Jessica R. Valdez, Plotting the News in the Victorian Novel. Edinburgh: Edinburgh University Press, 2020, 209 pp. Hb £80.00. ISBN: 978-1-4744-7434-4, Ebook (epub) £19.99. ISBN: 978-1-4744-7436-5
Reviewed by Victoria Clarke
Recommended citation: Clarke, Victoria. 2022. Review of Jessica Valdez, Plotting the News in the Victorian Novel. Victorian Popular Fictions, 4.2 (Autumn): 146-148. ISSN: 2632-4253 (online) DOI: https://doi.org/10.46911/MVTW4905
Jessica R. Valdez’s accomplished study of key genres within the Victorian novel demonstrates the extent to which ‘news’ was not only experienced with immediacy, but with hindsight during the period. Her introduction opens with another opening, reporting the death of “Helen Talboys, aged 22” (1). Valdez reads the beginning of Lady Audley’s Secret (1863), noting that the characters, not only those of Braddon’s novel, but others both real and fictitious, rely on this news, from the established but ‘greasy’ pages of the Times, as fact, truth, gospel. The novel’s and newspaper’s narratives complement each other, the long form of the novel an expanded and complete version of many ‘news’ stories, each enlightening other characters, as well as the reader. Valdez’s central thesis argues that “nineteenth-century newspapers frequently relied on modalities and genres that were also common in novels, and thus their figuration within novels […] [is] a site of meta-fictional practice” (2). It is the transformation past the repeal of the taxes on knowledge and the death of the triple-decker novel that Valdez ‘plots,’ each chapter chronologically addressing a different modality. What is underpinned in the analysis is not just the way in which news, as a temporal and communicative phenomenon, shapes characters’ – and, indeed, readers’ – understandings of the present, but also the way multiple layers of news and fiction enable readers of the novels to critically reflect on their own relationship with community (whether based on class, gender, religion) and, in Benedict Anderson’s framework, nationhood, by critiquing the ways that characters interact with the news.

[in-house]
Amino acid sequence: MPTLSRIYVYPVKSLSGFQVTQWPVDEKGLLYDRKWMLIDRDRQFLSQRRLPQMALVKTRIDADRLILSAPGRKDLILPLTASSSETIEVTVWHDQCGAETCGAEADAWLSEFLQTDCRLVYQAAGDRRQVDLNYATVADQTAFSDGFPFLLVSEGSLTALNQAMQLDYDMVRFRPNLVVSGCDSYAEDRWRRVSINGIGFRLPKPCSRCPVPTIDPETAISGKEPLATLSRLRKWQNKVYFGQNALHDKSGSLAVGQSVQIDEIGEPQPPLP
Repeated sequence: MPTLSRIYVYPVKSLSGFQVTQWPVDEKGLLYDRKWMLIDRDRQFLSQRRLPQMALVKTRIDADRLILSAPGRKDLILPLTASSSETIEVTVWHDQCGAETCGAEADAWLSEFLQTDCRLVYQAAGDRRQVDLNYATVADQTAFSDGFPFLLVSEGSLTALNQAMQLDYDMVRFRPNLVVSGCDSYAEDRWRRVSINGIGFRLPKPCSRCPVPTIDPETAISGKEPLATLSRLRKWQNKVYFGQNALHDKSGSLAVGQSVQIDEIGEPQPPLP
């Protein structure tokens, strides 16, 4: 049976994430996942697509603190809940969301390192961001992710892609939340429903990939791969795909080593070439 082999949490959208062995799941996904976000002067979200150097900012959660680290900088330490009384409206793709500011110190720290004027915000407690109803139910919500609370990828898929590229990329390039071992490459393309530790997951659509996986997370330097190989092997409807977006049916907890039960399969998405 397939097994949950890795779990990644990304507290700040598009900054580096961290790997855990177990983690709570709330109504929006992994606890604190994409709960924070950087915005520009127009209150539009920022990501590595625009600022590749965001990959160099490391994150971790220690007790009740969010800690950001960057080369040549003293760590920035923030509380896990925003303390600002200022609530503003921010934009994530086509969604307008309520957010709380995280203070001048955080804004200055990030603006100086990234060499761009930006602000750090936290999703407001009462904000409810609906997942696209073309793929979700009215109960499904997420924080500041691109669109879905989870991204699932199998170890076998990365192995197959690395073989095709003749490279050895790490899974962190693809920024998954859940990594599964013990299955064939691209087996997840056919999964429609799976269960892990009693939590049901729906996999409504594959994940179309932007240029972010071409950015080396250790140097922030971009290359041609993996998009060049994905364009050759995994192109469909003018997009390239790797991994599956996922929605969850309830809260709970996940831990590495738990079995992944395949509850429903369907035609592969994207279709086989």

In Chapter 1, “Charles Dickens, the News, and the Novel as a Pattern,” Valdez notes that the central voice of Household Words (1850–9) addresses a community of “innumerable homes,” joining together the factions of specific readerships targeted by other periodicals in the 1840s and 1850s (29). Valdez specifically notes the editorial ‘we’ is instead used by Dickens as a character responsible for the narration of the stories contained within the journal’s pages, creating cohesion between the disparate contents of the page and mimicking the different readerships also being brought together, which contrasts with the earlier characterisation of the American press in Martin Chuzzlewit (1840–1). Our Mutual Friend (1864–5), published later, is ‘woven’ together from different threads making up an eventual complete product. What Valdez does best in her analysis of Dickens’s novelistic relationship with news is to compare the development of the sensational attempted murders in the novel with their real-life inspiration. Indeed, the strongest part of this chapter is the exploration of the relationship, first hinted at and finally made clear, between seriality, fiction, news and narrative agency in Dickens’s works.
In Chapter 2, Valdez argues that Anthony Trollope, by comparison, shows the newspaper as disrupting community, alienating the Pallister novels’ protagonists by presenting interrupted or even fraudulent Bildung of the characters, while the structure of these novels mimics the structure of news. In short, for Valdez, Trollope “problematises [journalistic characters;] claim[s] to speak on behalf of a readership, suggesting divergences in journalistic and novelistic visions of a national public” (60). By setting the series shortly after the events that inspired it, as Valdez notes, Trollope is engaging with old news as a site of memory, events which are “no longer journalism, but not quite history either,” the ‘news’ within the novel challenging memories of the same news in real life, which “forces readers to reflect on the assumptions that they bring to news and other narratives of the real […] adapt[ing] journalism’s ‘median past tense’” (62). While the effect is different, Trollope and Dickens both encourage readers to meditate on the way that they consume news, and narrative more broadly.